The New, Allegedly Improved Good Faith Estimate (Page One)

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I had a great rant about the limitations of the Good Faith Estimate all planned out in my head when I when I was in the very first stages of planning this website in my head. It was the first idea I had for an essay, as it is the most commonly abused item in the whole mortgage system of ours, and abuse of the GFE (as the industry calls it) sets the stage for a significant amount of everything else that goes on.

Some people are asking if the new MDIA rules make any difference to this. The answer is emphatically no. They actually muddy the process. The only difference it makes is that crappy loan officers now have to tell you the truth three to seven days in advance of signing final loan documents. Since those same MDIA rules together with other new regulations have stretched what was a seventeen day process a couple years ago into forty or more, you tell me how much good it does the average buyer of real estate to find out 40 days into a 45 day escrow period that they're not getting the loan they thought they were getting. There's no time for a purchaser of real estate to get another loan - they're stuck with that crappy loan. Even on a refinance, how likely are people to start another 45 day process after spending 40 days with the first lender? Furthermore, if you rely upon redisclosure to determine whether or not you were lied to, the waters are even muddier. I just closed a loan last week where everything was exactly what I had quoted the day the folks signed up - but the lender still wanted the redisclosure made to cover their backside, as MDIA has substantial penalties for failing to redisclose, but no reasons not to. At least one lender intentionally refigures the APR in a way different from Regulation Z (which governs APR calculations among other things) to force redisclosure even though that redisclosed APR is not accurate according to Regulation Z!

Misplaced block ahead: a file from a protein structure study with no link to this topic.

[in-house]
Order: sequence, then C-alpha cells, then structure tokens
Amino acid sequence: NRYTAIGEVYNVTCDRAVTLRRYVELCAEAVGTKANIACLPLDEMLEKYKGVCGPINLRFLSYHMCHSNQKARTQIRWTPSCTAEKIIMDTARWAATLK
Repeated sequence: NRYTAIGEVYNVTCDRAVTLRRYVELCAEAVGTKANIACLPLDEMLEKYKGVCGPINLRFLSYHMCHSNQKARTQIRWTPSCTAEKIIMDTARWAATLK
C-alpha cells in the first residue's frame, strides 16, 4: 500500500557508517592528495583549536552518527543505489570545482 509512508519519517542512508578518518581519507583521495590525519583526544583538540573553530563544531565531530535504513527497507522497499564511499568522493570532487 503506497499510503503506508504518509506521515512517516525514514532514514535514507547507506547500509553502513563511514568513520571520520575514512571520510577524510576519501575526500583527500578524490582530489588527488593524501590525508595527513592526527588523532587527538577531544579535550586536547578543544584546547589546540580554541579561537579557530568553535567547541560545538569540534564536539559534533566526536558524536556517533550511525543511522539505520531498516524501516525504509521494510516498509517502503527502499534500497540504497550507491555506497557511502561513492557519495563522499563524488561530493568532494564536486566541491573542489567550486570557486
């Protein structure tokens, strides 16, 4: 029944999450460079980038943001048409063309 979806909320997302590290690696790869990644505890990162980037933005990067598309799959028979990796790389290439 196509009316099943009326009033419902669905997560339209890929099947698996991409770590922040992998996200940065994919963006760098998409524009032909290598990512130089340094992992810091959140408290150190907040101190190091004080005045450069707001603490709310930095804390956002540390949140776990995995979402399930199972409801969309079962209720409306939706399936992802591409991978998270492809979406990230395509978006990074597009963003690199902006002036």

Nor are the new Good Faith Estimate rules making any difference. All they mean is that if the fees change (or go outside of a margin allowance in some cases) the lender is going to have to redisclose, exactly like they are doing now, with exactly the same situation for the consumer. Too late to change lenders for buyers, have already spent appraisal money for an appraisal that can't be moved to the new lender, and even for refinances, at a stage where they are just jerking the consumer after the last practical moment to chance as the new lending environment means nobody can guarantee their quotes upon sign up any longer, and nobody is doing back up loans either. Seriously, my opinion of these new rules has evolved since they were published from my initial "they could have done better but this is a good thing" reaction to "This (expletive) was designed to muddy the waters and confuse consumers"